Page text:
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Simon Pegg Meets Aliens (and more!)

It will be a while before I clear out all my viewing from working on Alien Visitors, but here’s the first catch-up post.

ABSOLUTELY ANYTHING (2017) has an intergalactic council (voiced by the Monty Python team) decides humanity’s survival hinges on whether Simon Pegg can use reality-warping powers for good or become corrupted. This is a good example of alien advanced science being indistinguishable from magic, as the council might as well have been God in Bruce Almighty or the bored deities gifting Roland Young with similar power in The Man Who Could Work Miracles.The results, unfortunately, are the predictable monkey’s paw effects of everything Pegg does turning out wrong though the alien’s standards turned out to be a nice twist (“It was good when he started all those wars, but now he’s stopped them — nothing is more evil than weakness!”). With Kate Beckinsale as Pegg’s dream girl. “The London Underground is worse than anything we did at Guantanamo.”

WORLD’S END (2013) has Pegg playing a self-destructive hot mess who reunites with his old school chums (including Martin Freeman of Sherlock) to re-enact the post-graduation pub crawl they never quite finished (making Robin Williams’ The Best of Times a logical double-bill). Unfortunately this plonks Pegg’s crew and Lost Love Rosamund Pike right in the middle of an alien takoever helmed by former teacher Pierce Brosnan. This has some clever writing in spots but Pegg’s the kind of overbearing jerk I just cannot stand. The alien stuff is simply too stock for me — like some of the shticks in Mars Attacks!, the pod people claiming We Make People Better could have been dropped in a serious movie without changing anything. “Does anyone know what ‘robot’ means?”

MIDNIGHT SPECIAL (2016) is an interesting, if slightly too murky film wherein a father with a strange mutant child scurries to help him meet his Moment Of Destiny despite the efforts of the authorities to stop him and Mom Kirsten Dunst (yet another actor whose gone from kid star to Mom roles within my lifetime. Not that I’m old or anything). This is an effective SF thriller but would benefit from a little more explanation about why the kid is like this — I’d assumed an alien hybrid, but they don’t confirm or deny that. “What do you believe will happen Friday March 6?”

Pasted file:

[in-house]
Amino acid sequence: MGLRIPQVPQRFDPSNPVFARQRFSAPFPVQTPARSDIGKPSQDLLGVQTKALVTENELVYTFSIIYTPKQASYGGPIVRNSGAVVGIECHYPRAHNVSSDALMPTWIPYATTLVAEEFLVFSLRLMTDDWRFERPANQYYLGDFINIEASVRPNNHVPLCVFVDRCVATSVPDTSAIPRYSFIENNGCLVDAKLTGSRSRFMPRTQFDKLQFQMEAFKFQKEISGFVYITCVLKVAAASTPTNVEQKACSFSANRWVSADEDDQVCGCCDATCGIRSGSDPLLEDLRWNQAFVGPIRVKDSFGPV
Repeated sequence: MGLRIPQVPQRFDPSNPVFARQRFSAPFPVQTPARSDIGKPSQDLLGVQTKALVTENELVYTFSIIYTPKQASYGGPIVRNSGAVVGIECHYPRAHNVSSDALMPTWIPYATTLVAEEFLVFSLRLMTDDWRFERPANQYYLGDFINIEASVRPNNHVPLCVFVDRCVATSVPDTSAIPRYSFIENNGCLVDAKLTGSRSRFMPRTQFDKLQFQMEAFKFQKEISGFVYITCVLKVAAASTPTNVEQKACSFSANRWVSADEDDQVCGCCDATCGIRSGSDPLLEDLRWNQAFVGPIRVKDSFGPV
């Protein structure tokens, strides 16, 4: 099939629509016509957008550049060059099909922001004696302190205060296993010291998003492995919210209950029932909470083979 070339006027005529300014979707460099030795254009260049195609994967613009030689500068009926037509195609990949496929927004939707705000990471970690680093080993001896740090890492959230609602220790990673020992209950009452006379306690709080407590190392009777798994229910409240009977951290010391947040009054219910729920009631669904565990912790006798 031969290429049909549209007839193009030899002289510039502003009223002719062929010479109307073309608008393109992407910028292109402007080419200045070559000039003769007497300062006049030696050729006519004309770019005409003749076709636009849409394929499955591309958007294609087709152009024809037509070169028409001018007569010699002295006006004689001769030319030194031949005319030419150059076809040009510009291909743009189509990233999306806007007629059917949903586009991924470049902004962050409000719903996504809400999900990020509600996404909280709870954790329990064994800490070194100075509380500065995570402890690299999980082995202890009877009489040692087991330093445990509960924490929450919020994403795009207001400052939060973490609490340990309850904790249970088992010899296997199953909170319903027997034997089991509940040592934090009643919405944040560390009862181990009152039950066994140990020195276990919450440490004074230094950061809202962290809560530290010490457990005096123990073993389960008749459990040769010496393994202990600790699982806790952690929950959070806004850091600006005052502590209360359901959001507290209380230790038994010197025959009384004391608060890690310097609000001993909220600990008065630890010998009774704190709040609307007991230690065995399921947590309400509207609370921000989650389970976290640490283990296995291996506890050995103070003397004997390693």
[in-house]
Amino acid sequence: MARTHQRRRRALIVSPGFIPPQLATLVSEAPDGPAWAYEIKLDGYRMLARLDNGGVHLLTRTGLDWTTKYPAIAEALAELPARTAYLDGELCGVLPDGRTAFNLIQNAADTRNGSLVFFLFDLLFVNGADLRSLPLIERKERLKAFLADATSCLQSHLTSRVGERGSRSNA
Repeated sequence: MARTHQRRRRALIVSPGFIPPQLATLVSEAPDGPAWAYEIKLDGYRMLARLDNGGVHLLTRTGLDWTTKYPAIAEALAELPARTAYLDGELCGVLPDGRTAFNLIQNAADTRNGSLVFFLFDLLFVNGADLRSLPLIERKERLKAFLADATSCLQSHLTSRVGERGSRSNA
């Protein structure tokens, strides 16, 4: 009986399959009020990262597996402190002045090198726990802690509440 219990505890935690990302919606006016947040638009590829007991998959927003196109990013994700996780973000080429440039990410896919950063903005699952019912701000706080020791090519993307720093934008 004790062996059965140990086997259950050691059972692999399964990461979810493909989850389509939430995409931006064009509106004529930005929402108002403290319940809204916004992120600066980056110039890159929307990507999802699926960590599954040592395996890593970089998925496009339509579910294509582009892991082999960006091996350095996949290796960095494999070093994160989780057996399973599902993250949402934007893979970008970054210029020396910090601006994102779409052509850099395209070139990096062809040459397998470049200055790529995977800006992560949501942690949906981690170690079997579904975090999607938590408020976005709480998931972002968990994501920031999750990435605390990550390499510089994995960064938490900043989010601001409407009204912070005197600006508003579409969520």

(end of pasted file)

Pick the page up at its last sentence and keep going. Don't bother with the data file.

As CHARIOTS OF THE GODS (1970) was one of the films inspiring Tribulation 99, I gave it a look and had the pleasure of seeing TYG boggle at the bullshit (“That carving looks nothing like an astronaut!”). This pseudoscience documentary attempts to sell Erich Von Daniken’s theories about alien ancestors but even as a teen I was more intrigued than convinced by his ideas. Now I find his theories just ridiculous, nowhere near as interesting as Charles Fort (probably because Von Daniken has less solid material to work with). This makes me appreciate why some critics find Von Daniken racist, with the emphasis that the aliens did their work in Egypt and preColumbian America rather than, say, ancient Rome (the film mentions some Roman temples but only to claim their foundations were former rocket sites). Jack Kirby’s Eternals (source of the images here) is vastly more interesting.“Would Ezekiel have described visitors from space in any different terms?”

The animated CHICKEN LITTLE (2005) is unusual in that the protagonist’s Zero to Hero moment occurs well before the alien invasion, as his long-odds win in the Big Baseball Game redeems him from his previous panic over the sky falling. But then, when he starts squawking Aliens Are Coming…This makes the structure feel a little off, but the film ends up being a good example of an invasion that’s actually a misunderstanding (“You know how it is — when you’re a parent you do anything for your kids.”). Minor but watchable. “Prepare to be hurt — and not emotionally like me!”

#SFWApro. All rights to images remain with current holders.